By Youngji Son
PLEASE NOTE: This blog post includes mention of suicidality. If you are in a crisis, or you are ever feeling suicidal or unsafe, please go to your local emergency room, or call 911 or the 988 Suicide & Crisis Lifeline by dialing “988” (you can also access online at www.988lifeline.org.) Hope is available for all members of the OCD community, only a call or a click away.
When I was 16, I was first diagnosed with OCD. OCD during my adolescent years ruthlessly ruined my life. For example, I worried about a house break-in obsessively and checked the door locks again and again. I just could not live a normal life. The obsessive thoughts and compulsive behaviors left me in despair, and I finally took an overdose of the pills for OCD in a suicide gesture.
Although I still have the disorder in my forties, I am now much more comfortable with my life with OCD. I even think of my life with OCD as meaningful. To get to the point, the practice of writing and sharing my personal narratives has helped me to develop the positive attitude toward my life with OCD. More correctly, the practice of sharing my personal narratives, rather than the practice of writing itself, was substantial for me to be positive about living with OCD.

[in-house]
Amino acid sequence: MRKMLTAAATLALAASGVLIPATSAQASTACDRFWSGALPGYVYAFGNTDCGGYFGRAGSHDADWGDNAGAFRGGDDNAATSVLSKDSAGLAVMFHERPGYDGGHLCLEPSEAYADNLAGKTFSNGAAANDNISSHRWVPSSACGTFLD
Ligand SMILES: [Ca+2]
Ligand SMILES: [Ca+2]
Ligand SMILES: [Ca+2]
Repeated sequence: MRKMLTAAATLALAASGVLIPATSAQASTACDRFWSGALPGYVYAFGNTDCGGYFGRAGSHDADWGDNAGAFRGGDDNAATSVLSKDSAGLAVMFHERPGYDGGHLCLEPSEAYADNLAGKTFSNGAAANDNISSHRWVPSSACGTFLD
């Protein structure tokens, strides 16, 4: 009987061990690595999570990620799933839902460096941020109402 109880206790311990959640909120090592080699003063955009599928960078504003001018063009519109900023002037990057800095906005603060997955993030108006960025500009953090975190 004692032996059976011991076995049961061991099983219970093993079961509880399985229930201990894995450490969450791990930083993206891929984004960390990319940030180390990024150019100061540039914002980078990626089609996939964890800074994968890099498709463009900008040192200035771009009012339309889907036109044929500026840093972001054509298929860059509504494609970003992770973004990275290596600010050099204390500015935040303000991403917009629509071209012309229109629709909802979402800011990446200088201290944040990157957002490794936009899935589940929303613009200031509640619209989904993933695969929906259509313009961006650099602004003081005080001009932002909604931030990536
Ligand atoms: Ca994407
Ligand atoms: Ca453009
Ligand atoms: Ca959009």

During my adolescent years, I made personal notes. The purpose of the notes was an outlet where I could express my thoughts and emotions secretly. The notes were mostly self-criticism about my unreasonable fears and behaviors and a self-portrait of my weakness and weirdness. As the notes were supposed to be secret, I ripped them out or crossed the sentences out right after finishing them.
The thing is that the practice of writing the personal notes and keeping them secret did not work effectively to relieve my stresses and pains. I realized that expressing myself through the personal narratives did not calm my nerves and soothe the symptoms of my unreasonable fears and behaviors. It just made me better aware of my devastating life with OCD. It did not help me to move beyond the self-criticism and self-awareness of OCD.